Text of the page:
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Mobile & Wireless
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NEWS & INDUSTRY UPDATES

The modular surveillanceware is likely developed by Italian vendor RCS Lab, which operates in the same market as Pegasus developer NSO Group Technologies and FinFisher creator Gamma Group. [Read More]
An Israeli startup promising technology to help developers simplify security has banked an eye-opening $38.5 million in seed-stage funding. [Read More]
Adobe warned of “critical” code execution flaws that expose both Windows and macOS users to malicious hacker attacks. [Read More]
Backup-as-a-service firm HYCU has raised $53 million in a Series B funding round led by Acrew Capital. [Read More]
Academics discover that mobile devices leak identifying information about their owners via Wi-Fi probe requests. [Read More]
A researcher has found a new way to hack and steal Teslas, via a Bluetooth-based relay attack that abuses a key card feature. [Read More]
iOS 16 and macOS Ventura will get security updates faster via a new feature called Rapid Security Response. [Read More]
A Spanish judge will travel to Israel to seek testimony from the head of NSO Group, the maker of the controversial Pegasus spyware used in tapping politicians’ phones in Spain. [Read More]
The latest Android updates address critical remote code execution and elevation of privilege vulnerabilities impacting the Media Framework and System components. [Read More]
Apple’s App Store prevented more than 1.6 million risky applications and app updates from defrauding users. [Read More]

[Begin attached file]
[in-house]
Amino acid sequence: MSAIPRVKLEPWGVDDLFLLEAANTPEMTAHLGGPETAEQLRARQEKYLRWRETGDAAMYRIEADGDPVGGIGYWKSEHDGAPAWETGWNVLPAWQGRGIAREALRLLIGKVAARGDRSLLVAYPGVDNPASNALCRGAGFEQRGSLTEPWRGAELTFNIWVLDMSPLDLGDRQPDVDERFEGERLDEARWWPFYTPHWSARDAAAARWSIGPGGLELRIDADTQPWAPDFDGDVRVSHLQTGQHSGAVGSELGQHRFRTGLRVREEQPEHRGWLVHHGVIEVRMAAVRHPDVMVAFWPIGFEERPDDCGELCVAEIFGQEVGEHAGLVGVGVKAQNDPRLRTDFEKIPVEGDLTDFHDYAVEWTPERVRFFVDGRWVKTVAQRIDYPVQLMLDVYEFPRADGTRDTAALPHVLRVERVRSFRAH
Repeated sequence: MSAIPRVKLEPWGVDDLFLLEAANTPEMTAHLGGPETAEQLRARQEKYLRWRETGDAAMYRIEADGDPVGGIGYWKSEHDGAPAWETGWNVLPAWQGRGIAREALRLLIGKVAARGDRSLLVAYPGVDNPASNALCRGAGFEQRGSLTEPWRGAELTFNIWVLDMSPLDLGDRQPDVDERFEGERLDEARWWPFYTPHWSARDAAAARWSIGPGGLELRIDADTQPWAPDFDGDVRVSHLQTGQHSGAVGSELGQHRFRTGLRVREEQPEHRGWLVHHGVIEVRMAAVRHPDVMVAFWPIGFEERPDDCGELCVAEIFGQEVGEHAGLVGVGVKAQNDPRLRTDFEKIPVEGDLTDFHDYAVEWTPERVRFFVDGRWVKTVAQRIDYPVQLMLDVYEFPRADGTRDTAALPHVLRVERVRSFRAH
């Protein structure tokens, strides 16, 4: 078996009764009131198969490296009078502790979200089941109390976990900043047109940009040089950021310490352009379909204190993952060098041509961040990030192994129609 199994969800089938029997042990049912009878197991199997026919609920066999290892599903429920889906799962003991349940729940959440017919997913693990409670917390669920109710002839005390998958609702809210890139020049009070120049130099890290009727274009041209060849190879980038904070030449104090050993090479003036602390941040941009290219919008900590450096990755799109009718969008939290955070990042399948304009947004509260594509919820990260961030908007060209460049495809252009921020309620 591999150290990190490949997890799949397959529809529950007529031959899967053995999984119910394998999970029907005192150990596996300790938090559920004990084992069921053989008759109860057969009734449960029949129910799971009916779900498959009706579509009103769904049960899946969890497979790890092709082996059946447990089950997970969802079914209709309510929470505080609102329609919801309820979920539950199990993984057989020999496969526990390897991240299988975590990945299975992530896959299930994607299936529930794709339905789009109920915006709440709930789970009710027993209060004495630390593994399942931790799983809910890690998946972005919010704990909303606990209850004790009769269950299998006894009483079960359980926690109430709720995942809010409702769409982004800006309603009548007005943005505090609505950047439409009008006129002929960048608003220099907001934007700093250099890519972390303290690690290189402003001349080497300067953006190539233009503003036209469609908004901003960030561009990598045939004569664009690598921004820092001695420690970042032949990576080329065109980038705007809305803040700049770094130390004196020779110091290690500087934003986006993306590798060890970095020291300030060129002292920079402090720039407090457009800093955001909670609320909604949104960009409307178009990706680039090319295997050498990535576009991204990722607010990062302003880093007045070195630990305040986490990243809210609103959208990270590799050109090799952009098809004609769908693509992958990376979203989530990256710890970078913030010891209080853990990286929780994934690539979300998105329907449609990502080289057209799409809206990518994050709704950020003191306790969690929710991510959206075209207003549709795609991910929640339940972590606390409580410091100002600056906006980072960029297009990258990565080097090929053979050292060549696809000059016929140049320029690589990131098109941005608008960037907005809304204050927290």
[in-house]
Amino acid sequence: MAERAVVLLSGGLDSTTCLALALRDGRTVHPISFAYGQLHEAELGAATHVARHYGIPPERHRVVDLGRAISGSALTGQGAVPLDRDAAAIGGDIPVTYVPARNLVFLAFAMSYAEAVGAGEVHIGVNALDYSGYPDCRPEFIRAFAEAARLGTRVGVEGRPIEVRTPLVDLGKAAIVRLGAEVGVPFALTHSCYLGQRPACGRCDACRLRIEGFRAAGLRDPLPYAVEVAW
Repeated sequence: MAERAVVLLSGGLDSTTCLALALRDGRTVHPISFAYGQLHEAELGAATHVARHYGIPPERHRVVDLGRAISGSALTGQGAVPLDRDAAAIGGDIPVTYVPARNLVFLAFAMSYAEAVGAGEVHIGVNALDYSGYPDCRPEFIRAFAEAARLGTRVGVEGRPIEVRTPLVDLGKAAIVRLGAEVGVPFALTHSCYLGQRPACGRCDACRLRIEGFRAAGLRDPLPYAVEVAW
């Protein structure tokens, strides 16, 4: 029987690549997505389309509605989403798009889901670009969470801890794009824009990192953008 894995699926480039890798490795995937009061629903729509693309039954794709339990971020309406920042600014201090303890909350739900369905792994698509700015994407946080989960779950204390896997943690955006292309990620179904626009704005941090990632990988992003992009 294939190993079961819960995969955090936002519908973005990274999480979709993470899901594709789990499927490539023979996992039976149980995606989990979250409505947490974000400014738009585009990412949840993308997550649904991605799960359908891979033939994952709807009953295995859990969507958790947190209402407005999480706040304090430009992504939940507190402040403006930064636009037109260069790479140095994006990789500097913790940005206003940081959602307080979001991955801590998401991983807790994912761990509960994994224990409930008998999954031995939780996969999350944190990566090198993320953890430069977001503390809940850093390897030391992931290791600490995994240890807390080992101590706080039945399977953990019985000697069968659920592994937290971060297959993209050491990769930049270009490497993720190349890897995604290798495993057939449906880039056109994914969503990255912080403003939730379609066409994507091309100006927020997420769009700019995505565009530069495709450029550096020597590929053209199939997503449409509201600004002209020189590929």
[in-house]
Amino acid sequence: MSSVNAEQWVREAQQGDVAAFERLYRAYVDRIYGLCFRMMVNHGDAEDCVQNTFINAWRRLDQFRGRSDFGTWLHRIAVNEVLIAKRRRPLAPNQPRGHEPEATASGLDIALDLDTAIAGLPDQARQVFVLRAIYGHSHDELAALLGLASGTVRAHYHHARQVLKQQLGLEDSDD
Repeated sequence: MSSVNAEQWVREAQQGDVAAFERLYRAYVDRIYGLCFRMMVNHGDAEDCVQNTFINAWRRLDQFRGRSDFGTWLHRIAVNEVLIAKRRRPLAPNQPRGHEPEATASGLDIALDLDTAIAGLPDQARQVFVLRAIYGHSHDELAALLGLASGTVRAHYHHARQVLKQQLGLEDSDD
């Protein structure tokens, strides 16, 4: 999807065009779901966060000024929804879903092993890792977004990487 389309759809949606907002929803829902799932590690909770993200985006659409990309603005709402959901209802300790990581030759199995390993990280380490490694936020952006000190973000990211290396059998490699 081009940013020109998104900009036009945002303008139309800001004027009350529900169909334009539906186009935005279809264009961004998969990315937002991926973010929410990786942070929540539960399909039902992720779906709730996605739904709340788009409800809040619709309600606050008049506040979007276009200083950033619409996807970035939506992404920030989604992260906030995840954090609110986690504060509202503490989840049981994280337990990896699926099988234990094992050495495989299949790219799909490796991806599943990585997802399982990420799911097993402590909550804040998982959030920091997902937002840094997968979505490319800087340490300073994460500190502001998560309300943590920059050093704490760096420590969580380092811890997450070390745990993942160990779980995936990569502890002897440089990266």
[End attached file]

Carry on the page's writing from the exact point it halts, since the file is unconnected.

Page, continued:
FEATURES, INSIGHTS // Mobile & Wireless

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Preston Hogue's picture
Telecom service providers need protections for everything from their back-end networks to cell towers to billions of devices in users’ hands.
Seema Haji's picture
Enormous bandwidth increases of 5G, the rapid expansion of edge computing and countless new IoT devices introduce risk despite their intended benefit.
Laurence Pitt's picture
As we continue to increase our dependency on communications networks and technologies to move tremendous amounts of data, we open up greater potential for serious disaster should they be compromised.
John Maddison's picture
There are three basic security components that every organization with an open BYOD strategy needs to be familiar with.
Laurence Pitt's picture
By paying just a bit more attention to the permissions you are allowing on your phone or computer, you could protect yourself from a much more significant headache down the road.
Alastair Paterson's picture
While less powerful than desktops and servers used for this purpose, more Android devices exist, and they are often less protected and, thus, more easily accessible.
Scott Simkin's picture
Users, networks and applications can – and should— exist everywhere, which puts new burdens on security teams to protect them in the same way as the traditional perimeter.
Alastair Paterson's picture
By understanding what’s up with your mobile apps, you can mitigate the digital risk to your organization, employees and customers.
Adam Ely's picture
In this day of BYOD devices and zero-trust operating environments, IT and security professionals gain nothing from trying to manage the unmanageable—which is just as well, because the device is no longer the endpoint that matters.
Simon Crosby's picture
While flexibility offers countless benefits for corporations and their employees, this new emphasis on mobility has also introduced a new set of risks, and this in turn re-ignites a focus on endpoint security.